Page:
I think the beaches where we were would have benefitted from more signs like I’ve seen on other beaches.

– Melissa, North Carolina

Originally posted on http://www.nws.noaa.gov/ripcurrents/real_life.shtml

Survivor, Then Rescuer

Generic wave13Hi. My name is Bill Proenza and I am the Director for the Southern Region of the National Weather Service. My experience with rip currents is first hand.

At the age of 11, I was swimming off the Florida Coast, near Key Biscayne, and found myself carried into deep water. I tried to swim toward shore but to no avail. After being pulled under the water once, I called for help. Fortunately, an experienced swimmer pulled me to safety.

Following this event, I took lessons through the Red Cross swimming program. While the program helped me improve my swimming ability, it did not offer much insight on handling what we called “undertows” (rip currents). Nevertheless, the training did pay off two years later, when I had the chance to save a man who was trapped in a rip current, again off Florida’s east coast. I noticed him struggling in the water and crying out for help. I swam behind him and managed to push him at an angle toward the shore. He told me he couldn’t swim but found himself drawn into deeper and deeper water.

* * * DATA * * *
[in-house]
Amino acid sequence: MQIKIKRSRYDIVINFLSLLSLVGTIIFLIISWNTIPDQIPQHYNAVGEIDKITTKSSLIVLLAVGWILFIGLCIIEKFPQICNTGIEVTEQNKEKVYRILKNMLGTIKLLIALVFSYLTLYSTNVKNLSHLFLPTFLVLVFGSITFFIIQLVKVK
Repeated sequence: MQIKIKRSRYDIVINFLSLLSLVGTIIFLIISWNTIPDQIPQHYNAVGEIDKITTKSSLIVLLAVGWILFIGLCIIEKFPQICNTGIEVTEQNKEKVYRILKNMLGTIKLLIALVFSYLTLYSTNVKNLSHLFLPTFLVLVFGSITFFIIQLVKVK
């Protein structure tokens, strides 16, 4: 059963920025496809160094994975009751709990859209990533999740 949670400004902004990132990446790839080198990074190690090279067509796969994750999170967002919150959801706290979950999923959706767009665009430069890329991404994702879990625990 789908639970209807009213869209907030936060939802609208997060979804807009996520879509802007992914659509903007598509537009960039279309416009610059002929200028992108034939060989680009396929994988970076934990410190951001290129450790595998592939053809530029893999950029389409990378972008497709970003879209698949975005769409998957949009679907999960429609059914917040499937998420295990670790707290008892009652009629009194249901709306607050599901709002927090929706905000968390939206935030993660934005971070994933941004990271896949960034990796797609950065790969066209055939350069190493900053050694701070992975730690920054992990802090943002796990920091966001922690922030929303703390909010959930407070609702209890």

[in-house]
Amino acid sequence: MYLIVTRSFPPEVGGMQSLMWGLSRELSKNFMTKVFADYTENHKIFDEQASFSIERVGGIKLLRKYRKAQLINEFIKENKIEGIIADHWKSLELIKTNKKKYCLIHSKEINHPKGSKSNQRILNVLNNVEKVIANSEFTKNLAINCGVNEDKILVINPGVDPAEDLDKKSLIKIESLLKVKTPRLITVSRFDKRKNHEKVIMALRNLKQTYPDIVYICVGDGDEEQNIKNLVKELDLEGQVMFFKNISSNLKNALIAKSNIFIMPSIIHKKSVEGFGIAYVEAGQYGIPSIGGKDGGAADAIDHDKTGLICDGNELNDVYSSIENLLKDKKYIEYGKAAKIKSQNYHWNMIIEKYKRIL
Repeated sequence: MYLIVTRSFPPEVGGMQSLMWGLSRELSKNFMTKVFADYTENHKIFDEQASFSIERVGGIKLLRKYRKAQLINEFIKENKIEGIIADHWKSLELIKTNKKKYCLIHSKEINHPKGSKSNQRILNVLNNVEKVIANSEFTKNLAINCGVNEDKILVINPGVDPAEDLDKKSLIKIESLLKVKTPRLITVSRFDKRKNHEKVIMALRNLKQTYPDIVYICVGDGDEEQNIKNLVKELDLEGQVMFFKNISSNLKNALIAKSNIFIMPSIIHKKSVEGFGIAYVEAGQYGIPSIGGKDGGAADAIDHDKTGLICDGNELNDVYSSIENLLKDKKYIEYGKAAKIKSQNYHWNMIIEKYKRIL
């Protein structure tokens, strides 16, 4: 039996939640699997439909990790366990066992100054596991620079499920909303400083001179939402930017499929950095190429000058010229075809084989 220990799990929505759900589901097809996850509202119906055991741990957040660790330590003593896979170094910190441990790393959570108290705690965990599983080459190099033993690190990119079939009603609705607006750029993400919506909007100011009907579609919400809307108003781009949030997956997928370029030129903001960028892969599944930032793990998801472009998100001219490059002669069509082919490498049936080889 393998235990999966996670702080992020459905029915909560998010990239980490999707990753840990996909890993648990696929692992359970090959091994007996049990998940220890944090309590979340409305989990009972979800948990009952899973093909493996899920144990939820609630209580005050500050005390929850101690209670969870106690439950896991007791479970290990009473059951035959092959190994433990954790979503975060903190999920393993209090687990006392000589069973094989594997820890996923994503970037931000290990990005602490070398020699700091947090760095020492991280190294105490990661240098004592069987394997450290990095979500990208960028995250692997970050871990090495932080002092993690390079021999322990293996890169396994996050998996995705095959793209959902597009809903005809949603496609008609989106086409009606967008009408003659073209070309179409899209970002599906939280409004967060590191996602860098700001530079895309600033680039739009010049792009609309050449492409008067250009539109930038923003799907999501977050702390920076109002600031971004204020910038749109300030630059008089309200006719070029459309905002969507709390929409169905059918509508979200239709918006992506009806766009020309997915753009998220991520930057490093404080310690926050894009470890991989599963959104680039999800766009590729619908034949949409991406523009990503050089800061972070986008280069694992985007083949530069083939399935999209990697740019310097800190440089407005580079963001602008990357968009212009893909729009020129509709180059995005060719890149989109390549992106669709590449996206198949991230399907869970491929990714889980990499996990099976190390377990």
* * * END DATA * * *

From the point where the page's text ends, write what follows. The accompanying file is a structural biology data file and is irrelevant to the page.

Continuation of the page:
It is my hope that you take these safety rules and the dangers of rip currents to heart. If you do so, your trips to the coast should be pleasant, enjoyable and safe for you, your family and friends.

– Bill, Florida

Originally posted on http://www.nws.noaa.gov/ripcurrents/real_life.shtml

A Close Call for Sisters

Generic Wave4It was early fall of 2002 and my husband and I were down for a weekend at Gulfshores, Alabama with my sister and her boyfriend. It was our first afternoon there and I had seen how bad the tides were and decided not to go in the water; however my sister had another idea when she arrived.

Without a care in the world and no regard to the wave action, she plunges in and took her boyfriend with her. Upon my realization she was in the water, I got to the beach in time to see her floating out and her boyfriend trying to make it to shore. I jumped in to swim out to my sister and before long, I felt the rip tide. There was no bottom left to the sea floor.